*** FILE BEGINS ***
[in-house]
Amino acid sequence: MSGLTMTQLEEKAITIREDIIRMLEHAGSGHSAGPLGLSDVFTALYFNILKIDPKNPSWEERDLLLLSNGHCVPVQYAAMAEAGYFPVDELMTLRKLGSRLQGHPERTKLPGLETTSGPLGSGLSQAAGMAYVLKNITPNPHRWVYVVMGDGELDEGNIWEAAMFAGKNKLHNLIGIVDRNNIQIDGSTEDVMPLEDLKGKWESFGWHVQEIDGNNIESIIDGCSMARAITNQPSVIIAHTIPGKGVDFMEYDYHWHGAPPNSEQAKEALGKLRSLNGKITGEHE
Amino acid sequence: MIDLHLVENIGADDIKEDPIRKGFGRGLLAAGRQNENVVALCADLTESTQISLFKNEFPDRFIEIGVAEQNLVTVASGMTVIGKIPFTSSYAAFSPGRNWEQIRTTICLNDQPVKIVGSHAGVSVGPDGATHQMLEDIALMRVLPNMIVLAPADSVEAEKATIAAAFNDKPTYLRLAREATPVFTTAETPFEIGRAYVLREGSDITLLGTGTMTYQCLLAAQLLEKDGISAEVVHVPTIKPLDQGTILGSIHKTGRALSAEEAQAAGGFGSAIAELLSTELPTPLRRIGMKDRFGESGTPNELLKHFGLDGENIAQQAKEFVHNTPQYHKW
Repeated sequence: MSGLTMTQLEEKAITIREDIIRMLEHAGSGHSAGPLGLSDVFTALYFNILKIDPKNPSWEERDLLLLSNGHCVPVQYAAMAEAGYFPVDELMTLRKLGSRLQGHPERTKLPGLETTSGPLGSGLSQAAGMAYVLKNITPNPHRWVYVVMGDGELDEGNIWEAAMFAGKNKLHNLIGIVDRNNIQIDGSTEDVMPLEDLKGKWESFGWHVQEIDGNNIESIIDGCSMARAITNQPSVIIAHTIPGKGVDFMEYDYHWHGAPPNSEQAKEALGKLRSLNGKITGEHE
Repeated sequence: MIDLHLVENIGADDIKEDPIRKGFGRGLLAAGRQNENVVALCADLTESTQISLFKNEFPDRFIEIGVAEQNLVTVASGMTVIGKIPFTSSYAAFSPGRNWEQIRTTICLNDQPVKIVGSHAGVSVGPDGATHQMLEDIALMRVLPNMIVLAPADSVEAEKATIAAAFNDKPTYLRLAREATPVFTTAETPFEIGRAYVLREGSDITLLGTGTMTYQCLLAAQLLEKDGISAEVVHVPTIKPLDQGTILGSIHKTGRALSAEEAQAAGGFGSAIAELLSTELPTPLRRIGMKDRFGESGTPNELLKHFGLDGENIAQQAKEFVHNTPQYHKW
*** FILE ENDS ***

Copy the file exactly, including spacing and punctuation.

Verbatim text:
[in-house]
Amino acid sequence: MSGLTMTQLEEKAITIREDIIRMLEHAGSGHSAGPLGLSDVFTALYFNILKIDPKNPSWEERDLLLLSNGHCVPVQYAAMAEAGYFPVDELMTLRKLGSRLQGHPERTKLPGLETTSGPLGSGLSQAAGMAYVLKNITPNPHRWVYVVMGDGELDEGNIWEAAMFAGKNKLHNLIGIVDRNNIQIDGSTEDVMPLEDLKGKWESFGWHVQEIDGNNIESIIDGCSMARAITNQPSVIIAHTIPGKGVDFMEYDYHWHGAPPNSEQAKEALGKLRSLNGKITGEHE
Amino acid sequence: MIDLHLVENIGADDIKEDPIRKGFGRGLLAAGRQNENVVALCADLTESTQISLFKNEFPDRFIEIGVAEQNLVTVASGMTVIGKIPFTSSYAAFSPGRNWEQIRTTICLNDQPVKIVGSHAGVSVGPDGATHQMLEDIALMRVLPNMIVLAPADSVEAEKATIAAAFNDKPTYLRLAREATPVFTTAETPFEIGRAYVLREGSDITLLGTGTMTYQCLLAAQLLEKDGISAEVVHVPTIKPLDQGTILGSIHKTGRALSAEEAQAAGGFGSAIAELLSTELPTPLRRIGMKDRFGESGTPNELLKHFGLDGENIAQQAKEFVHNTPQYHKW
Repeated sequence: MSGLTMTQLEEKAITIREDIIRMLEHAGSGHSAGPLGLSDVFTALYFNILKIDPKNPSWEERDLLLLSNGHCVPVQYAAMAEAGYFPVDELMTLRKLGSRLQGHPERTKLPGLETTSGPLGSGLSQAAGMAYVLKNITPNPHRWVYVVMGDGELDEGNIWEAAMFAGKNKLHNLIGIVDRNNIQIDGSTEDVMPLEDLKGKWESFGWHVQEIDGNNIESIIDGCSMARAITNQPSVIIAHTIPGKGVDFMEYDYHWHGAPPNSEQAKEALGKLRSLNGKITGEHE
Repeated sequence: MIDLHLVENIGADDIKEDPIRKGFGRGLLAAGRQNENVVALCADLTESTQISLFKNEFPDRFIEIGVAEQNLVTVASGMTVIGKIPFTSSYAAFSPGRNWEQIRTTICLNDQPVKIVGSHAGVSVGPDGATHQMLEDIALMRVLPNMIVLAPADSVEAEKATIAAAFNDKPTYLRLAREATPVFTTAETPFEIGRAYVLREGSDITLLGTGTMTYQCLLAAQLLEKDGISAEVVHVPTIKPLDQGTILGSIHKTGRALSAEEAQAAGGFGSAIAELLSTELPTPLRRIGMKDRFGESGTPNELLKHFGLDGENIAQQAKEFVHNTPQYHKW